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Listening To: BBC In Our Time: Albrecht Dürer [Podcast]

November 20th, 2020 No comments

What I'm Listening To: In Our Time: Albrecht Dürer [Podcast]

Albrecht Düre – BBC In Our Time

Melvyn Bragg and guests discuss the great German artist Albrecht Dürer (1471-1528) who achieved fame throughout Europe for the power of his images. These range from his woodcut of a rhinoceros, to his watercolour of a young hare, to his drawing of praying hands and his stunning self-portraits such as that above (albeit here in a later monochrome reproduction) with his distinctive A D monogram. He was expected to follow his father and become a goldsmith, but found his own way to be a great artist, taking public commissions that built his reputation but did not pay, while creating a market for his prints, and he captured the timeless and the new in a world of great change.

With

Susan Foister
Deputy Director and Curator of German Paintings at the National Gallery

Giulia Bartrum
Freelance art historian and Former Curator of German Prints and Drawings at the British Museum

Ulinka Rublack
Professor of Early Modern European History and Fellow of St John’s College, University of Cambridge

Listen to this podcast

Links and Further Reading on the BBC Web Site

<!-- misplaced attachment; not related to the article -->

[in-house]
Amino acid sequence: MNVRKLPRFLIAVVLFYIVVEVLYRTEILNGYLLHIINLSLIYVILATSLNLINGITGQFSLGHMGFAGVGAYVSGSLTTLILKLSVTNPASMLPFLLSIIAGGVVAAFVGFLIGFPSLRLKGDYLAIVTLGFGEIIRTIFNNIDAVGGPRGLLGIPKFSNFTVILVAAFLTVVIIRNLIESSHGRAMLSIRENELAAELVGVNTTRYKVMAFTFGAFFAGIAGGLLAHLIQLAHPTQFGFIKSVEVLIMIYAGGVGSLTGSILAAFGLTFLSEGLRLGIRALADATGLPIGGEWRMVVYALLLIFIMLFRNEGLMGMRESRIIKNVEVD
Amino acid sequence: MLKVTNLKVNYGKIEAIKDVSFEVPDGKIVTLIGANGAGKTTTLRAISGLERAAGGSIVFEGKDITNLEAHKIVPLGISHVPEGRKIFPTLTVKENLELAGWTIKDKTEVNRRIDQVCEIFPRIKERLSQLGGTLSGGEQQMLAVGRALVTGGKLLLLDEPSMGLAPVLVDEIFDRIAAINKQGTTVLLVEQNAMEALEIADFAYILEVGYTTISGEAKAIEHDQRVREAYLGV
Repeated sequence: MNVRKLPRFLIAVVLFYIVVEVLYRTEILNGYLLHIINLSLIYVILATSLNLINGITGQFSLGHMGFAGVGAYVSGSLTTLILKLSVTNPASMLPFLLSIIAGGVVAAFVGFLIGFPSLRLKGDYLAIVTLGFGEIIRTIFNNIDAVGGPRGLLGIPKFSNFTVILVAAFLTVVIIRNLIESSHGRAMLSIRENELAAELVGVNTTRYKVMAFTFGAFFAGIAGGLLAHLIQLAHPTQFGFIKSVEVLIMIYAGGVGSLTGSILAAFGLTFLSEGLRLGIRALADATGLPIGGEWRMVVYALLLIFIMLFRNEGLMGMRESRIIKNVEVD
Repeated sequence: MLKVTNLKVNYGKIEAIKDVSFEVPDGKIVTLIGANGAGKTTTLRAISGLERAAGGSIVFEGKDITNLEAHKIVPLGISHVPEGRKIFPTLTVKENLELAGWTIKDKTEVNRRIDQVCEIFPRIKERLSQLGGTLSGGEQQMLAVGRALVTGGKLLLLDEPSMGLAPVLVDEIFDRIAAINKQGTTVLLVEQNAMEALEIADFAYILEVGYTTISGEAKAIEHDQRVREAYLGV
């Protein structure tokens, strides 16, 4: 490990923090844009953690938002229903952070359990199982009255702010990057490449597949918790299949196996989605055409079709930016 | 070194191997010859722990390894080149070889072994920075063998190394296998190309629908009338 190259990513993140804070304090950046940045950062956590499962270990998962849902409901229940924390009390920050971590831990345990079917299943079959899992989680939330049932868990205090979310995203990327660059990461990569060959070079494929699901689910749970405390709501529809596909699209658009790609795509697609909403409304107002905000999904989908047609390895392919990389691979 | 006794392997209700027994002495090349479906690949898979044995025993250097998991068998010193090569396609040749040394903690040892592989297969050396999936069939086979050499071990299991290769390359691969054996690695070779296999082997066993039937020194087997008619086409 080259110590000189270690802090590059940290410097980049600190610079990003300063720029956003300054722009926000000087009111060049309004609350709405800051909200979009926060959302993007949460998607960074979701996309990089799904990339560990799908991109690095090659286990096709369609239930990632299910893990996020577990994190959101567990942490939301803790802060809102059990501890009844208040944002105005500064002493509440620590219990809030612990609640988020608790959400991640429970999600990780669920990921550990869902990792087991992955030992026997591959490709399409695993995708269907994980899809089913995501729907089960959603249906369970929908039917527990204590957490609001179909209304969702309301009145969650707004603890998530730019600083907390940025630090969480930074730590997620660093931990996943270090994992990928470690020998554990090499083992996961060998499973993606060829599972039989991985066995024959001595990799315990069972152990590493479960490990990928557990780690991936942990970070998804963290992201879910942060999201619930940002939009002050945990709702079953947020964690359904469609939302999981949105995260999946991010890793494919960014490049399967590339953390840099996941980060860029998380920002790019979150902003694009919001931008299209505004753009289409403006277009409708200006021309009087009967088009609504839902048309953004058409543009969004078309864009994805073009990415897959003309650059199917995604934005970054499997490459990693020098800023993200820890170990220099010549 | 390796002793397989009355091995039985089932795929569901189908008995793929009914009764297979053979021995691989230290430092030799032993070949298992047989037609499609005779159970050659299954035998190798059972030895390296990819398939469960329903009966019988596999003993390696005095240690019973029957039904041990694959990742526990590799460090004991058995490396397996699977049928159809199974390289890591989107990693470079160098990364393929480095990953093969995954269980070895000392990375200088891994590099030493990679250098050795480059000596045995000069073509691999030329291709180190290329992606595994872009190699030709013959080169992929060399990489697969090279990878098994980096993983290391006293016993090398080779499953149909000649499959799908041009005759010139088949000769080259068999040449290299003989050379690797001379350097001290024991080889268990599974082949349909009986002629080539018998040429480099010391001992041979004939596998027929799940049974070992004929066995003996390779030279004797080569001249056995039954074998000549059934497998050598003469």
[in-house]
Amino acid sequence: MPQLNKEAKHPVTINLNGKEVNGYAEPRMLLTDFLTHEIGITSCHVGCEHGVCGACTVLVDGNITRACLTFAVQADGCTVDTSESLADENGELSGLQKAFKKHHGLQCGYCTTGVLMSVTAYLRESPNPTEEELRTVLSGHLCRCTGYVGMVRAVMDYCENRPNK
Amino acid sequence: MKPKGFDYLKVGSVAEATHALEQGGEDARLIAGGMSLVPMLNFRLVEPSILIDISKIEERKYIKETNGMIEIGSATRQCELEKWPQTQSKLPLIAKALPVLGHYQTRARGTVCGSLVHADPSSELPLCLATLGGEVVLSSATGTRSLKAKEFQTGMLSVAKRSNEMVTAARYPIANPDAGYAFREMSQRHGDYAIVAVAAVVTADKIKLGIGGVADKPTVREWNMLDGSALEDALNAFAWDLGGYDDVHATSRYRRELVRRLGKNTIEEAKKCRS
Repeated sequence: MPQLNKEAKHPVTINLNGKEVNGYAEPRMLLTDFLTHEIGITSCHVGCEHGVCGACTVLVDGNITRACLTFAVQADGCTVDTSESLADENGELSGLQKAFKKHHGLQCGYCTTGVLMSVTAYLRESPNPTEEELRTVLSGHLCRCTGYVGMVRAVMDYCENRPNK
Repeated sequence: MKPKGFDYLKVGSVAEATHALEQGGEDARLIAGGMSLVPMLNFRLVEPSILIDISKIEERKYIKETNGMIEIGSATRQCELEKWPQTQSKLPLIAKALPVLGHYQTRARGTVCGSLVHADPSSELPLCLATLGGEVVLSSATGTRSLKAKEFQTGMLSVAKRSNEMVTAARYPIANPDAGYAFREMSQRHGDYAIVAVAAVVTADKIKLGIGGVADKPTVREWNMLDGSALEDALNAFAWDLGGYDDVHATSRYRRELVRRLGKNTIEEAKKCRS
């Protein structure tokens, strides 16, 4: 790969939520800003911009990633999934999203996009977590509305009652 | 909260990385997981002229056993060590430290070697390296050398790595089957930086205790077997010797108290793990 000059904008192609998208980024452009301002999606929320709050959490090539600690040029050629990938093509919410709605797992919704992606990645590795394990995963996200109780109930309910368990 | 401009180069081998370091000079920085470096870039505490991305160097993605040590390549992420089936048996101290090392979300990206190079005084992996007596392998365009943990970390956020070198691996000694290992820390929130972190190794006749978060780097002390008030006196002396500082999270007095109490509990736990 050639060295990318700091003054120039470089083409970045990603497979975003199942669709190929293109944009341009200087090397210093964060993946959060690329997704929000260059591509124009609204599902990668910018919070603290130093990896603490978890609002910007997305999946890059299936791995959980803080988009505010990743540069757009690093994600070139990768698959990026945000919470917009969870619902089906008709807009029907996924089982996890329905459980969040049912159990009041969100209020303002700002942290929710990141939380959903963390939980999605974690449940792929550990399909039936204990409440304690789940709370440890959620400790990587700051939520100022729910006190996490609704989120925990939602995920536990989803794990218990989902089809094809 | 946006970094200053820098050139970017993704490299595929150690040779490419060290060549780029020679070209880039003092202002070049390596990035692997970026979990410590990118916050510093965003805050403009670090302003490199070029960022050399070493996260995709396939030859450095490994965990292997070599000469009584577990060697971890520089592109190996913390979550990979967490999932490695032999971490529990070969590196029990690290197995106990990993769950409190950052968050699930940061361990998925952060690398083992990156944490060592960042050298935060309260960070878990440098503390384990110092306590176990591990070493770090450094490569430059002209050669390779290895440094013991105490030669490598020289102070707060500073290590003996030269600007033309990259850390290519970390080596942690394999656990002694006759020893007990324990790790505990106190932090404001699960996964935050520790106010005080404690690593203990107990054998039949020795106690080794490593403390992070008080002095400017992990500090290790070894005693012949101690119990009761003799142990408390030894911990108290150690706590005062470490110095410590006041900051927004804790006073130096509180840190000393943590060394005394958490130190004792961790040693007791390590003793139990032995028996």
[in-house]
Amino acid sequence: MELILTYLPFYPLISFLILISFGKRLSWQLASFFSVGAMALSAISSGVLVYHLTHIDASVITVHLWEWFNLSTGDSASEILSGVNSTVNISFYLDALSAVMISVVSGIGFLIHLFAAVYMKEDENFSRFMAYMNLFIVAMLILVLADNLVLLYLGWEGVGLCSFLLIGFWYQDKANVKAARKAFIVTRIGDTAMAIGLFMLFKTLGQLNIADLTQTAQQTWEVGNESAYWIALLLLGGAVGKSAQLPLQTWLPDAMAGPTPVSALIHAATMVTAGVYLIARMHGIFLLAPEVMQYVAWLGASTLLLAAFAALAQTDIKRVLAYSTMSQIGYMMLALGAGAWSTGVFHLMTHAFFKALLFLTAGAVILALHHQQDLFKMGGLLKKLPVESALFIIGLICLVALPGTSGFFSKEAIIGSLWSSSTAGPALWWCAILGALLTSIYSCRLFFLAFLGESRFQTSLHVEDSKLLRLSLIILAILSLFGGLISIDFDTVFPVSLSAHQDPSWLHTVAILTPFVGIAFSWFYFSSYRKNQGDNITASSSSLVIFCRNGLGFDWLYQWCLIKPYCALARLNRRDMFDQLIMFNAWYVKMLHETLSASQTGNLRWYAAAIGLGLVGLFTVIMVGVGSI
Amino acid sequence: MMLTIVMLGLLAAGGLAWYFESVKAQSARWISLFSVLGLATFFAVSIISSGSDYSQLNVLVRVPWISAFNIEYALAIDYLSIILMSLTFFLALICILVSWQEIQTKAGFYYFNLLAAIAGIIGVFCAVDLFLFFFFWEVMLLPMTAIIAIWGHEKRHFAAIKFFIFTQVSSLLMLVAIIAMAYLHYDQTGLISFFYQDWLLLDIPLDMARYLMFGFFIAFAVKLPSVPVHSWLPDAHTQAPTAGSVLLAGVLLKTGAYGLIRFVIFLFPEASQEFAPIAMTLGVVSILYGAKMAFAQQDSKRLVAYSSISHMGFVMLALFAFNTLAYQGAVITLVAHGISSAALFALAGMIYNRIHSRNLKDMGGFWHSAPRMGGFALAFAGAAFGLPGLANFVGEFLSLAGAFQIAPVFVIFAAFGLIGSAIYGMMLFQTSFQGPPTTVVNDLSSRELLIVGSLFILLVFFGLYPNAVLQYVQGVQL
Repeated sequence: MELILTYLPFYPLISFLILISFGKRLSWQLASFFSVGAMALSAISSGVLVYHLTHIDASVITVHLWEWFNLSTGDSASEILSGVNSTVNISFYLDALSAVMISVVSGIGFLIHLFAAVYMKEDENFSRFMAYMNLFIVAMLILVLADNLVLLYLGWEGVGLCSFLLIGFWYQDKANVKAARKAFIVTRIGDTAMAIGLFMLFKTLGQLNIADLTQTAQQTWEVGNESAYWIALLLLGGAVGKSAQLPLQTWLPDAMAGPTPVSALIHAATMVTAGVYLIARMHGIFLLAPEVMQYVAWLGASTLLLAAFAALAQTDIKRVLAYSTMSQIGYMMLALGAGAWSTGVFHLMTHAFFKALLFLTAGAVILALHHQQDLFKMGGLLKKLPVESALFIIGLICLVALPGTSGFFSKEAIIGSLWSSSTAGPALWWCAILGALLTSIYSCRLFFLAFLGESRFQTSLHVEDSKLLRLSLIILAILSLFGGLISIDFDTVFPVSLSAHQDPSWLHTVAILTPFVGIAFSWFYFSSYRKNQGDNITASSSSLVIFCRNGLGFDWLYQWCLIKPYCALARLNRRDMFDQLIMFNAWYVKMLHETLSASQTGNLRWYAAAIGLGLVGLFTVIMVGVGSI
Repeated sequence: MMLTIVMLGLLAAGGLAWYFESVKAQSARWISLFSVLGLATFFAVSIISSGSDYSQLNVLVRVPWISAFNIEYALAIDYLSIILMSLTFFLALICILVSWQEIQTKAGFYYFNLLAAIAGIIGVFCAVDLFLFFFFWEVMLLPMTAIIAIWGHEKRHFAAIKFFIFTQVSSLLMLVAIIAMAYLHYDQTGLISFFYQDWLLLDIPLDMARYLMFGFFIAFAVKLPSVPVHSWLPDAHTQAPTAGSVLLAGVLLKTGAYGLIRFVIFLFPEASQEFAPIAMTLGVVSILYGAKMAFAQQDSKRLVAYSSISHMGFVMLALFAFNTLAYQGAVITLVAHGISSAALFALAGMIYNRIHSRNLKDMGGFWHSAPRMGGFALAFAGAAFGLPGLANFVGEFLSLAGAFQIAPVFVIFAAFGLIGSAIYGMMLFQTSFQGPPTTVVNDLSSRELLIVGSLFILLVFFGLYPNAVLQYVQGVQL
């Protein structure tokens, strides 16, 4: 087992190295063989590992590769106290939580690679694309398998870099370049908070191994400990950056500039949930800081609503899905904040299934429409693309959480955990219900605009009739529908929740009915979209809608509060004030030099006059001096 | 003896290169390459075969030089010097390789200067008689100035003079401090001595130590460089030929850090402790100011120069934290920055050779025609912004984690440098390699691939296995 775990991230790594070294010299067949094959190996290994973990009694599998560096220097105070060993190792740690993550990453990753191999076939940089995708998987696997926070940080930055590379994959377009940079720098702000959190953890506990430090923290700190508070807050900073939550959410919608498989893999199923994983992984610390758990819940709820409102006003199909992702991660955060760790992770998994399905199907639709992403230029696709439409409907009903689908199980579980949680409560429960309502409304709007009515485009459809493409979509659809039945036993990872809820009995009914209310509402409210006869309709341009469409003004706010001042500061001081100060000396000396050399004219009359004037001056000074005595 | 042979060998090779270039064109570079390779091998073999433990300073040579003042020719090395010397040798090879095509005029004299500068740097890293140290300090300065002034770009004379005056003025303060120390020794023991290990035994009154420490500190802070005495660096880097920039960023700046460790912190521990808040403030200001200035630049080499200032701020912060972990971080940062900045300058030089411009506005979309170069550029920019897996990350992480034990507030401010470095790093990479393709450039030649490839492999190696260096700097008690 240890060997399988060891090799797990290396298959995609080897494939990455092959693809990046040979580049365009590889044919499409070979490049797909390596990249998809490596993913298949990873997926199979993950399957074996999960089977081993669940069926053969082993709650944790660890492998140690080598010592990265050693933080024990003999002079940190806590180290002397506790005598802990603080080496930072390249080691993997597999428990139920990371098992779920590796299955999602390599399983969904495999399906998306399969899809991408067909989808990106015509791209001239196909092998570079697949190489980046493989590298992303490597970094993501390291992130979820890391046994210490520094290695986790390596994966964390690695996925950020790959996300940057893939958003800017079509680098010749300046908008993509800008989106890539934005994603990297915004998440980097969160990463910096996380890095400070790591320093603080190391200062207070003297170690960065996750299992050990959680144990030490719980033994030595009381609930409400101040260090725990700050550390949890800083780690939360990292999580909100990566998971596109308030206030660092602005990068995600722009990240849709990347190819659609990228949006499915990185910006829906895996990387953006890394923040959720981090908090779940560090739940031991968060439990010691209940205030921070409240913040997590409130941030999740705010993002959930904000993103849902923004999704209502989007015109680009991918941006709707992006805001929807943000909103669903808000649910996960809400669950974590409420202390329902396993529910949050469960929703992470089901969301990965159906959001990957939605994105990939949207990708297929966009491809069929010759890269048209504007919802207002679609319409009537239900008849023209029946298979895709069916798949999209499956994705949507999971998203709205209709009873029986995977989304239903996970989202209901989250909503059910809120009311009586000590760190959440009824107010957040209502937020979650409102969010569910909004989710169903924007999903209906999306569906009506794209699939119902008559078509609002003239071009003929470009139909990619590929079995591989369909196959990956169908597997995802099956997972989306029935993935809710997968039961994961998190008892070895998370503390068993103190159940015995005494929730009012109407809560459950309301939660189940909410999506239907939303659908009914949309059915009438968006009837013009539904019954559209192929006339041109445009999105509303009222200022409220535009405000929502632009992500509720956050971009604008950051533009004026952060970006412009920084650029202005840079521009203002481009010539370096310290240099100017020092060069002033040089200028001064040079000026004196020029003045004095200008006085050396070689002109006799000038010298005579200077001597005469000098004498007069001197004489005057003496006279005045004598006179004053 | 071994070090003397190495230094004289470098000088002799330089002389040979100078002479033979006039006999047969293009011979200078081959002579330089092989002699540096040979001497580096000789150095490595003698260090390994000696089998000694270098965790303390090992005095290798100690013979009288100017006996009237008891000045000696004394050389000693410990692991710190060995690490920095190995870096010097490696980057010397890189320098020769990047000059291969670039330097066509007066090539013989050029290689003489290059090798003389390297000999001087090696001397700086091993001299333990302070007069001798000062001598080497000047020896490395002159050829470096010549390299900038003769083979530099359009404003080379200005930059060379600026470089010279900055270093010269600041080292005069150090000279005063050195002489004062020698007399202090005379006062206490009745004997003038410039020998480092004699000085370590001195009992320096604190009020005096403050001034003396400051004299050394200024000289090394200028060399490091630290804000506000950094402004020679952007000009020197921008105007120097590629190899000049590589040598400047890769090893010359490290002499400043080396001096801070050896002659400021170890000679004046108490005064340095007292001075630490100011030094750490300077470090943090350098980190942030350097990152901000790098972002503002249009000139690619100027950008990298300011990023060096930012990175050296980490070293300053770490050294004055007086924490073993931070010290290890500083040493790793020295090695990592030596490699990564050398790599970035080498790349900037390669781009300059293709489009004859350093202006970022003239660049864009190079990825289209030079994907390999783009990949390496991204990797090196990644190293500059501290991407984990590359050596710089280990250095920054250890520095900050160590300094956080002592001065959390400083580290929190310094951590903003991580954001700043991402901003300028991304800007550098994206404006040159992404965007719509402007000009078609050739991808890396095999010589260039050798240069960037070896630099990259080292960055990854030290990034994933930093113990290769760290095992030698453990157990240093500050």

More Civics in 2021

November 18th, 2020 No comments

Looking toward the new year, I am making an effort to be more civic-minded and taking more interest in my city, country, state and country.

Part of this involves being more aware of all the city meetings that take place almost daily here in Los Angeles. 

Today, I am starting with resources that give you links to City Council, City Departments, Neighborhood Councils, and More.

This page provides links to all the public city meeting agendas. I wish it were accessible;e via RSS or other API, but at the very least, this is a place you can add to your “daily/weekly visit” bookmarks list in your browser.

Looking towards more Civics in 2021

So, just what is “civics” anyway?

Civics is defined as: the study or science of the privileges and obligations of citizens.

Civic education is the study of the theoretical, political and practical aspects of citizenship, as well as its rights and duties. It includes the study of civil law and civil code, and the study of government with attention to the role of citizens―as opposed to external factors―in the operation and oversight of government. League of Women Voters of Delaware.

In order to have the government we want, we need to both understand and engage in civics activities in our local communities. I am dedicated to doing better in 2021. How about you?

 

 

Home School: Lovely Interactive Display of Early 19th-Century Hand-Drawn Illustrations of Minerals via kottke.org